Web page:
Les B. Martin and Millie A. Martin - Page 9

               Deductions are a matter of legislative grace.  New Colonial            
          Ice Co. v. Helvering, 292 U.S. 435, 440 (1934).  Taxpayers bear the         
          burden of establishing that they are entitled to the claimed                
          deductions.  Rule 142(a); Welch v. Helvering, 290 U.S. 111, 114             
          (1933).  This includes the burden of substantiating the amount and          
          purpose of the item claimed.  Sec. 6001; Hradesky v. Commissioner,          
          65 T.C. 87, 90 (1975), affd. per curiam 540 F.2d 821 (5th Cir.              
          1976); sec. 1.6001-1(a), Income Tax Regs.  If claimed deductions            
          are not adequately substantiated, we may estimate them, provided we         
          are convinced that the taxpayer has incurred such expenses and we           
          have a basis upon which to make an estimate.  Cohan v.                      
          Commissioner, 39 F.2d 540 (2d Cir. 1930); Vanicek v. Commissioner,          
          85 T.C. 731, 743 (1985).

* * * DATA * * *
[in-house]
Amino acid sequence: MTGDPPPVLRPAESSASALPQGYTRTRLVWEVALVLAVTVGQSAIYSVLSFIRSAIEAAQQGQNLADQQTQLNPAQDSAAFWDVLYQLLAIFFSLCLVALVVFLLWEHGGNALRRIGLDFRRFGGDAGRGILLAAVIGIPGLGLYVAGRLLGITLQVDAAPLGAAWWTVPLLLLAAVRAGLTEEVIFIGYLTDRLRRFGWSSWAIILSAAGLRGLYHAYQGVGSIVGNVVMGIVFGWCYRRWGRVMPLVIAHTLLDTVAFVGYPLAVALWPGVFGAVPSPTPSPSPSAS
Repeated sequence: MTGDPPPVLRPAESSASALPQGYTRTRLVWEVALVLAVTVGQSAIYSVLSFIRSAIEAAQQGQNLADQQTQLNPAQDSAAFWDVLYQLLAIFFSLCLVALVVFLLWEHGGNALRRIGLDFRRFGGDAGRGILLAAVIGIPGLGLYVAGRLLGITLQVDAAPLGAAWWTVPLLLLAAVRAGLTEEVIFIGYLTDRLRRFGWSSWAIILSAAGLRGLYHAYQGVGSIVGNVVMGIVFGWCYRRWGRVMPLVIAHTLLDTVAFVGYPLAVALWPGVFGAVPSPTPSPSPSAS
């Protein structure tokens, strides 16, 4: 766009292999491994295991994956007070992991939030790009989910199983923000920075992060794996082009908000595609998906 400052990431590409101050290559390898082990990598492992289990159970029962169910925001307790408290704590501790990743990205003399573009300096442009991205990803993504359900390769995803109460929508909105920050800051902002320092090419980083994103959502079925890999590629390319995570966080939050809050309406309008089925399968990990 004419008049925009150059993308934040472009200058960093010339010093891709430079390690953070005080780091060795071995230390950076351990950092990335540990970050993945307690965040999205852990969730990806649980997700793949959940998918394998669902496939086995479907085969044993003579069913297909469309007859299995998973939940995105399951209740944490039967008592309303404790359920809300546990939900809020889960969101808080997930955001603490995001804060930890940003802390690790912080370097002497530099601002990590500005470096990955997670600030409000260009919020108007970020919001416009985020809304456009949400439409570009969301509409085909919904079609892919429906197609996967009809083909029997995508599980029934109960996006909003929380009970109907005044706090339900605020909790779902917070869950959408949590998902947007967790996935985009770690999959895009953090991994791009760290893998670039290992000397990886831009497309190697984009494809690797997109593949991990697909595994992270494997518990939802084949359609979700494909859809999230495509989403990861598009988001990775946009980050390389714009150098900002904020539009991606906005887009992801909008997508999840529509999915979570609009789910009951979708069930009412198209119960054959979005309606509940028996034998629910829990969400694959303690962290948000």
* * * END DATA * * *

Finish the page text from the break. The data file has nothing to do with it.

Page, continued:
Moving Expenses                                                             
               Section 217 permits a deduction for moving expenses paid or            
          incurred during the  taxable  year  in  connection  with  the               
          commencement of work by the taxpayer as an employee at a new                
          principal place of work.  To qualify as being in connection with            
          the commencement of work, the move must be reasonably proximate             
          both in time and place to the commencement of work at the new               
          workplace.  In general, moving expenses incurred within 1 year of           
          the commencement of work are considered to be reasonably proximate          
          in time to such commencement.  Moving expenses incurred after the           
          1-year period may be considered reasonably proximate in time if             

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